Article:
Angela Burdett Coutts, Captain Bligh, Garden Museum Cafe, Houses fo Parliament, Jay Rayner, Lambeth Bridge, Mary Seacole, Queen Anne architecture, Suffragette, TE Lawrence, WT Stead
This walk takes you away from the hustle and bustle of the usual Westminster tourist haunts, into uncrowded, little known gardens, yards and squares. There’s lots of history – some things hidden in plain sight such as the oldest statue in London, a contemporary art work and left overs from two world wars which thousands pass every day without noticing them. There’s also the best street of beautiful Queen Anne houses in London, a secret service building, a famous hall connected to the world’s greatest Victorian philanthropist, a Suffragette memorial and statue, a famous school, the venue of the first regulated football match, TE Lawrence’s pad, the Houses of Parliament, a memorial to the end of slavery, and the square where the father of investigative journalism lived. And once you’ve seen all that, you can cross pretty Lambeth Bridge to finish at the Garden Museum. This is a hidden gem. And you don’t have to be a garden enthusiast to enjoy it. It’s also great for art and food. Some of the greatest botanical artists in the world have beautiful work on show here, and the museum restaurant is in my opinion the best of its kind in London (and Jay Rayner agrees!). And there’s even a very famous seafaring man’s tomb in the garden for history buffs! Then, after a leisurely lunch you can head for Westminster or Waterloo stations via one of London’s newest and biggest sculptures; a beautiful image of the extraordinary Mary Seacole. Or instead of the Garden Museum you can stay north of the river and stroll past the Houses of Parliament to Westminster tube station to finish.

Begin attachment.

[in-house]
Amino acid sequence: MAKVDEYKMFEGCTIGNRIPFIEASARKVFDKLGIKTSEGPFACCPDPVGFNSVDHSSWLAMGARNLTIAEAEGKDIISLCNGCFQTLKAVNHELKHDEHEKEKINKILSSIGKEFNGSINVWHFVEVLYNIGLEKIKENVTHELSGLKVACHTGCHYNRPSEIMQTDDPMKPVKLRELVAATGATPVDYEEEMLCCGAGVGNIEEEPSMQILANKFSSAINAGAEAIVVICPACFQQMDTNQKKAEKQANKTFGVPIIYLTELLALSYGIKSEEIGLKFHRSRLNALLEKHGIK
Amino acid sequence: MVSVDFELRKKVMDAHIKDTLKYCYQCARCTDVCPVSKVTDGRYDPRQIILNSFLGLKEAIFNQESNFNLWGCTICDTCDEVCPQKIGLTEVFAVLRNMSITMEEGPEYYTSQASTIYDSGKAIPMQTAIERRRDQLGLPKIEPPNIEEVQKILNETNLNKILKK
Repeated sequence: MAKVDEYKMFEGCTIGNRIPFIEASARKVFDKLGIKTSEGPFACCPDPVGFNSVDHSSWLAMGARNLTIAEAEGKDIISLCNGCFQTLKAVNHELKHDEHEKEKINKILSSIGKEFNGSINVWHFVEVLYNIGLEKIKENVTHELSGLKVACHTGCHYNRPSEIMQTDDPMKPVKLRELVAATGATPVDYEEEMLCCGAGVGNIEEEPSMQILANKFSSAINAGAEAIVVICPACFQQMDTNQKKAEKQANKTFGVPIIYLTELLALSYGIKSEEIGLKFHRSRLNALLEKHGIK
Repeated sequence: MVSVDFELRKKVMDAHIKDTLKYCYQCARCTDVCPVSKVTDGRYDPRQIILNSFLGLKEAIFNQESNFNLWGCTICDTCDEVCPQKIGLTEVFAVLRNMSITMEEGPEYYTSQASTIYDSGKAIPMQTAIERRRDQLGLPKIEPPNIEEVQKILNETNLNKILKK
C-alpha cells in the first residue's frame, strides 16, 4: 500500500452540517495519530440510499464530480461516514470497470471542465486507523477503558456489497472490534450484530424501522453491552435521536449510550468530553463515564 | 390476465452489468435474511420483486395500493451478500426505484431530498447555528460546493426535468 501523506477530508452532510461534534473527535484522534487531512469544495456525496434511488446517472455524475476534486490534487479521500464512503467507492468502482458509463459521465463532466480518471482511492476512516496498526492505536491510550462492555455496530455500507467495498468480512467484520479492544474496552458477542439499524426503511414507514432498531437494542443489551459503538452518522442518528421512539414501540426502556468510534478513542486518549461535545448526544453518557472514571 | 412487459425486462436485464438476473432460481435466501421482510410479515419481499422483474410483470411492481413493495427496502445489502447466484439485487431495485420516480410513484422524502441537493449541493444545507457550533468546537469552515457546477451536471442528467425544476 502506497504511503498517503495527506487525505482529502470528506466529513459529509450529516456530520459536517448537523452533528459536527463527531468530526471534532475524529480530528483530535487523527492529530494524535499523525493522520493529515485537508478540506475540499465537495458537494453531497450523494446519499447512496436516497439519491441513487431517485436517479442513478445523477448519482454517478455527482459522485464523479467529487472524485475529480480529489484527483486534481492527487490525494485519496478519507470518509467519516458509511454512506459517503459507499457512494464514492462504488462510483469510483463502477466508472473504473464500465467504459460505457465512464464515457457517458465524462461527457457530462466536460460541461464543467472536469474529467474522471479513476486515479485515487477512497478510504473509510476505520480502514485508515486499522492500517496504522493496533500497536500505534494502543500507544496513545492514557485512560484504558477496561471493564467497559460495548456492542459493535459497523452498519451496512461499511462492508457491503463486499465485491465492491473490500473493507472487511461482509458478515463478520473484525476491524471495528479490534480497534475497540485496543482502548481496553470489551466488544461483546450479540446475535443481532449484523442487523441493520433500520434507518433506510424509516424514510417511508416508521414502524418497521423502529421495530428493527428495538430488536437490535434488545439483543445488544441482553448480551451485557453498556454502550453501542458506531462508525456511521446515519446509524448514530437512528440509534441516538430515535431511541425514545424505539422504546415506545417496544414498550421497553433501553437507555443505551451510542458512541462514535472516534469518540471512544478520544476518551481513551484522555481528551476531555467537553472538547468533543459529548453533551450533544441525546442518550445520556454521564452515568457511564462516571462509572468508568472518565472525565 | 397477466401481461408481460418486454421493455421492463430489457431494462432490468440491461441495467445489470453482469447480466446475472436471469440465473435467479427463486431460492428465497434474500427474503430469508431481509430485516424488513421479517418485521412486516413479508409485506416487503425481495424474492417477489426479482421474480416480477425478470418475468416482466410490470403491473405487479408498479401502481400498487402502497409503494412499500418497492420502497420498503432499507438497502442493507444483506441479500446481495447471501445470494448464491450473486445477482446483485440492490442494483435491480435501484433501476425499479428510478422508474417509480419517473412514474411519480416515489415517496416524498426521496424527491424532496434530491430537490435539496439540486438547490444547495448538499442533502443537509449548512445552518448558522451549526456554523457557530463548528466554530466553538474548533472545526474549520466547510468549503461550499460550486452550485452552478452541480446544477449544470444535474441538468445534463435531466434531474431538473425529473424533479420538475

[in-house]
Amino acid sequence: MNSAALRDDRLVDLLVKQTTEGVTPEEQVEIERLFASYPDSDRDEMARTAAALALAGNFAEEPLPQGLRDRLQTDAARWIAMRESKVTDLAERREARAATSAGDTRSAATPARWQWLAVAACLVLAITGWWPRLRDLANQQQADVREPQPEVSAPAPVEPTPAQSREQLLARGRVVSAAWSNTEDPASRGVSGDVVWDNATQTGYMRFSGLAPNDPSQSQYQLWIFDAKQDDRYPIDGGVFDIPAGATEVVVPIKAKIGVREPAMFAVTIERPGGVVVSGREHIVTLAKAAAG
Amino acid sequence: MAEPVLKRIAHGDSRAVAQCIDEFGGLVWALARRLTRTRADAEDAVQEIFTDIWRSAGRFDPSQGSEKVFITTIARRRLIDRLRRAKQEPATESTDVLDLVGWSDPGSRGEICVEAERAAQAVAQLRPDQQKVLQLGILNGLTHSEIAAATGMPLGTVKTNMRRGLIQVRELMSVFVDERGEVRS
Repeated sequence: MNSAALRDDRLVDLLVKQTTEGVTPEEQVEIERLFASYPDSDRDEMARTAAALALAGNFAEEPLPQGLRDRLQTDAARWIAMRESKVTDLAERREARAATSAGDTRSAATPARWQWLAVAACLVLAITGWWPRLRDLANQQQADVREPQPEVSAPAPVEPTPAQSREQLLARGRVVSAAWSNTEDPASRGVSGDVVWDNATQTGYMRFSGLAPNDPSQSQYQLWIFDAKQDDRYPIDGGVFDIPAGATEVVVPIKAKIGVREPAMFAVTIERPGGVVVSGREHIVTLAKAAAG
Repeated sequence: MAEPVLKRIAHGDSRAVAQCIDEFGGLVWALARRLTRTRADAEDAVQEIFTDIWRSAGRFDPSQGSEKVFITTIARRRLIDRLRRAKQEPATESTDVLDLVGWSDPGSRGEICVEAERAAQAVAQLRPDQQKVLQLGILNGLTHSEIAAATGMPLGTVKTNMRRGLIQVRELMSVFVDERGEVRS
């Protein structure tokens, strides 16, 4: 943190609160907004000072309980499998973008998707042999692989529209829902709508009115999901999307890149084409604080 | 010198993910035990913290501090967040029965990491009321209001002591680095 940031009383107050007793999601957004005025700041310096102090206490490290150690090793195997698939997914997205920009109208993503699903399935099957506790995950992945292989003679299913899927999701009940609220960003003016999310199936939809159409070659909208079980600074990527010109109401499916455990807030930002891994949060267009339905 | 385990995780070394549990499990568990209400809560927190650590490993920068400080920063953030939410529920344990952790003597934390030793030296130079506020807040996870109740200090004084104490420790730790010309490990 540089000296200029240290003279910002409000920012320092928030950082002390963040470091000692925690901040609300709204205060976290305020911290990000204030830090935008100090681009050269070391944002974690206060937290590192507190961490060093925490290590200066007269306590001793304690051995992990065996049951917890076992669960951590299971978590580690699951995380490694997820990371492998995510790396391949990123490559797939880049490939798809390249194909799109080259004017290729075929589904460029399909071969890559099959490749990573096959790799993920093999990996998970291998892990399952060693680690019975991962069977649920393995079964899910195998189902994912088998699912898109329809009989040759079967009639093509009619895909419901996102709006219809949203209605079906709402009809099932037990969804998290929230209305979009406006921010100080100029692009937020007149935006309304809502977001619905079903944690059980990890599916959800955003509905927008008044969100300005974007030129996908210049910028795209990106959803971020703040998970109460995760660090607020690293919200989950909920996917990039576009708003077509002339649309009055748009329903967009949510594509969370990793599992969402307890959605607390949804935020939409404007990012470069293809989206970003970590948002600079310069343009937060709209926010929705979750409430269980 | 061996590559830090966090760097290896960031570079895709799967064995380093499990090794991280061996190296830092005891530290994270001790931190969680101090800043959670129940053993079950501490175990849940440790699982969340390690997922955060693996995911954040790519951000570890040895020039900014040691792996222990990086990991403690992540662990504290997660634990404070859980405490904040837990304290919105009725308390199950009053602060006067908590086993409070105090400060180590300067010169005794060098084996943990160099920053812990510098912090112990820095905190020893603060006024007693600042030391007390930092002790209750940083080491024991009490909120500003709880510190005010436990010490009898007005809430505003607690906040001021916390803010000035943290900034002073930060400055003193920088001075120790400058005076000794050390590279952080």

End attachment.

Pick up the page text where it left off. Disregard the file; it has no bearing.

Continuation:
Start Nelson’s Column Trafalgar Square
Finish Garden Museum or Westminster underground station